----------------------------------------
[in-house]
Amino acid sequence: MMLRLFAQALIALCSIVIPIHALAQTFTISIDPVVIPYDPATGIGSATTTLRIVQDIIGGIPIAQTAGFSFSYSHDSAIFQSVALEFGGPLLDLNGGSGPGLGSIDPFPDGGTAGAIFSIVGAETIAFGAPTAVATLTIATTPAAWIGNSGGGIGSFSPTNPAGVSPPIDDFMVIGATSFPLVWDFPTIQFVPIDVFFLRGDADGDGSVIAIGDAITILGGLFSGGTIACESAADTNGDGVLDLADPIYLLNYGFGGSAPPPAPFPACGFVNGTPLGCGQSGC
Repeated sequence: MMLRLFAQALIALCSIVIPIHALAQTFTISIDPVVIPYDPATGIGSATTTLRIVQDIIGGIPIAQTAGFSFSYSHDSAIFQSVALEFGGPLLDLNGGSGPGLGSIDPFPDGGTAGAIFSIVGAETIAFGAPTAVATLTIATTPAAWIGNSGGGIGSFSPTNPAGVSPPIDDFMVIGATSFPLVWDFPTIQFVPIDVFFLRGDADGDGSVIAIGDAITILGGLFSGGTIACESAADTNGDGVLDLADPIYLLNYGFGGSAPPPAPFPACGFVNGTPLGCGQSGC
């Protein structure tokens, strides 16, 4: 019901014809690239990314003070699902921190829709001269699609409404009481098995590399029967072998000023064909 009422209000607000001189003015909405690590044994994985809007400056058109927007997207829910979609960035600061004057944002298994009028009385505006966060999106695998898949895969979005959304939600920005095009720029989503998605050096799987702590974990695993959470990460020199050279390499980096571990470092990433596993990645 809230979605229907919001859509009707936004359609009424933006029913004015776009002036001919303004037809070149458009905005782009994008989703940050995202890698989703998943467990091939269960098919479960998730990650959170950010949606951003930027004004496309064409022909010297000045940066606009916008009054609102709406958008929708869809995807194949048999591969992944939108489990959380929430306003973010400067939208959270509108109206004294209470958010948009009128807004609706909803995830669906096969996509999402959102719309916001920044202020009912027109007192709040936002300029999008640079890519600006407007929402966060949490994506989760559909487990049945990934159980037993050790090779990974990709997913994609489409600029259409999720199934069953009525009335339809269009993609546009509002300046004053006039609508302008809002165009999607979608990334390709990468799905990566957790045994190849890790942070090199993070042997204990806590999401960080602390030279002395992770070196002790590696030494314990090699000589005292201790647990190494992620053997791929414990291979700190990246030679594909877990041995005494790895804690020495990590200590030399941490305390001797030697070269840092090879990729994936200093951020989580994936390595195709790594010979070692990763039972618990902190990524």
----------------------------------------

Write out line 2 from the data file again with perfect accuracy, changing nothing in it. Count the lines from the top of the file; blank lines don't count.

Amino acid sequence: MMLRLFAQALIALCSIVIPIHALAQTFTISIDPVVIPYDPATGIGSATTTLRIVQDIIGGIPIAQTAGFSFSYSHDSAIFQSVALEFGGPLLDLNGGSGPGLGSIDPFPDGGTAGAIFSIVGAETIAFGAPTAVATLTIATTPAAWIGNSGGGIGSFSPTNPAGVSPPIDDFMVIGATSFPLVWDFPTIQFVPIDVFFLRGDADGDGSVIAIGDAITILGGLFSGGTIACESAADTNGDGVLDLADPIYLLNYGFGGSAPPPAPFPACGFVNGTPLGCGQSGC